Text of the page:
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TRUSTEES: LifeWay divisions report, Glorieta recommendation passes

RIDGECREST, N.C. (BP) — Trustees of LifeWay Christian Resources heard reports of health and progress from divisional vice presidents during their semiannual meeting on Sept. 12-13 at LifeWay Ridgecrest Conference Center in North Carolina. A recommendation on the future of operations at Glorieta Conference Center in New Mexico highlighted reports of new initiatives underway to strengthen the organization during a climate of challenging economic uncertainties.


The impact of LifeWay employee-led mission trips was the focus of Tom Hellams, vice president of executive relations.

“Just recently, the 100th mission trip was completed with 16 employees going to Ecuador to preach the Gospel of Jesus Christ,” Hellams noted. “We celebrate the fact that for the last 14 years, we’ve recorded more than 116,000 professions of faith. The Lord has blessed this effort in manifold ways.”

Since the first team went to Kenya in 1997, LifeWay’s mission trips have included 1,329 volunteers and started 256 churches.


Jerry Rhyne, vice president of the finance and business services division and LifeWay’s chief financial officer, said that a bleak economic outlook continues to impact business practices as LifeWay approaches 2012.

Rhyne brought a proposal to trustees — which was passed after open discussion — to reduce operations at Glorieta Conference Center, effective Nov. 1, 2011, to a facility offering only summer events for student groups.

Significant changes in church practices, continued rising fuel and utility costs, Glorieta’s remote location, an aging infrastructure, a volatile economy, and changes in state convention structures have combined to make financial viability increasingly difficult at Glorieta, Rhyne said.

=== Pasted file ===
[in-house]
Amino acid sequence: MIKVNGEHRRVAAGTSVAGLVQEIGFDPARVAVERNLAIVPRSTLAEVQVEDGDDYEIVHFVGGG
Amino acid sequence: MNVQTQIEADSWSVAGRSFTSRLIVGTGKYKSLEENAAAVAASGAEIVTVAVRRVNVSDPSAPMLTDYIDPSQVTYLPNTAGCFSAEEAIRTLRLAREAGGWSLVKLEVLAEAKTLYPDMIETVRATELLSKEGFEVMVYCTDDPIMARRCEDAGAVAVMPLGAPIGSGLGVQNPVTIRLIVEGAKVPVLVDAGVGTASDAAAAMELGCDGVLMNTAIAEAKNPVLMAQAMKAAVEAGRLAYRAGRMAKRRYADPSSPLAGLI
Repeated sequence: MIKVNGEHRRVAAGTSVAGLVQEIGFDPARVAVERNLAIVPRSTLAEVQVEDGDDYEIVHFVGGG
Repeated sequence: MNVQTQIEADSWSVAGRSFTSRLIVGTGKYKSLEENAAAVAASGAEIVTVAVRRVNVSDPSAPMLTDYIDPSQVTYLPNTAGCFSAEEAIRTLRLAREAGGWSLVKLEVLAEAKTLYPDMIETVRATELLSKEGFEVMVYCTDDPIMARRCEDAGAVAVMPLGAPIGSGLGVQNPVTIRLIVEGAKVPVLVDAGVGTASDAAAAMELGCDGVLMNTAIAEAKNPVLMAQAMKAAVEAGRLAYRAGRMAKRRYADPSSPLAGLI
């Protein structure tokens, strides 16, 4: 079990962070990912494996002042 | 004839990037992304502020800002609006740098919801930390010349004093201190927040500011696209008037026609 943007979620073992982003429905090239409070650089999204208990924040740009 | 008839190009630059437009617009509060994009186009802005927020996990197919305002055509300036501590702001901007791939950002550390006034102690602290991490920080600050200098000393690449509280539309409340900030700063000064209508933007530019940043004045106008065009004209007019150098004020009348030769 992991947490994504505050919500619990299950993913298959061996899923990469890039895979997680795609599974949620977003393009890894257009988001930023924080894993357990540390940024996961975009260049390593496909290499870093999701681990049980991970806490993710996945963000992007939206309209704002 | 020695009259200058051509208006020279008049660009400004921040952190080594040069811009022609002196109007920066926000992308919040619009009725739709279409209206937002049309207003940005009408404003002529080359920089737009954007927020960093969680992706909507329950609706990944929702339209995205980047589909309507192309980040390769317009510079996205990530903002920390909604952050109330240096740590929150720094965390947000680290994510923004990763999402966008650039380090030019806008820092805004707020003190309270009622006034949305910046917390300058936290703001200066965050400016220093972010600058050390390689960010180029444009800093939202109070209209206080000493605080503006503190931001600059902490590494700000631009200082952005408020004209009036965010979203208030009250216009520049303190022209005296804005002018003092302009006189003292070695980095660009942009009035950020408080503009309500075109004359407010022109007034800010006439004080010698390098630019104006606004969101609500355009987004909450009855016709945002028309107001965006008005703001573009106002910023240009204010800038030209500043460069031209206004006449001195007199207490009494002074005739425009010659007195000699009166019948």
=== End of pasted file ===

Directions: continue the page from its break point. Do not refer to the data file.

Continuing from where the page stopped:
“As a matter of fiscal stewardship, LifeWay must control costs and manage resources in order to provide biblical solutions for life to individuals and churches in the most effective way,” Rhyne said.

Rhyne asked trustees to approve a new strategy for Glorieta which would include Glorieta becoming a summer-only facility for student groups, effective Nov. 1, 2011. In 2012, Centrifuge Camps and Collegiate Week will continue as usual.

Additionally, trustees approved pursuing viable options for the disposition of the property including, but not limited to, sales to or alliances with SBC entities, state conventions and other ministries. Rhyne pointed out that LifeWay bylaws require trustee approval before any sale of all or part of campus property.

As a summer-only facility, Glorieta will reduce its staff from 23 to seven employees. During summer operations, the regular summer workforce will continue to be aided by summer staffers and volunteers. The LifeWay Christian Store on location will also cease operation, effective Nov. 1, 2011.

“Making a decision about Glorieta is difficult based on Glorieta’s rich heritage and spiritual legacy, but it’s a necessary decision for more responsible stewardship,” Rhyne said.

Above and beyond the economic environment, Rhyne reported that LifeWay also faces challenges in areas related to employee medical insurance, budgeted salary increases, consumer credit and debit card costs, cyber insurance, the increasing cost of meeting customer expectations, and changes in church practices.

“These challenges are representative of the environment in which we find ourselves,” Rhyne said. “We must continue to remind ourselves that LifeWay is a ministry funded by a business model. Therefore, as church practices and the market change, we must also be prepared to change. This may mean adjusting the way we do certain things, or stop doing some things.”

Despite the tough economy, LifeWay’s investment earnings on reserves funds and retirement fund assets surpassed every benchmark due to active management of investments.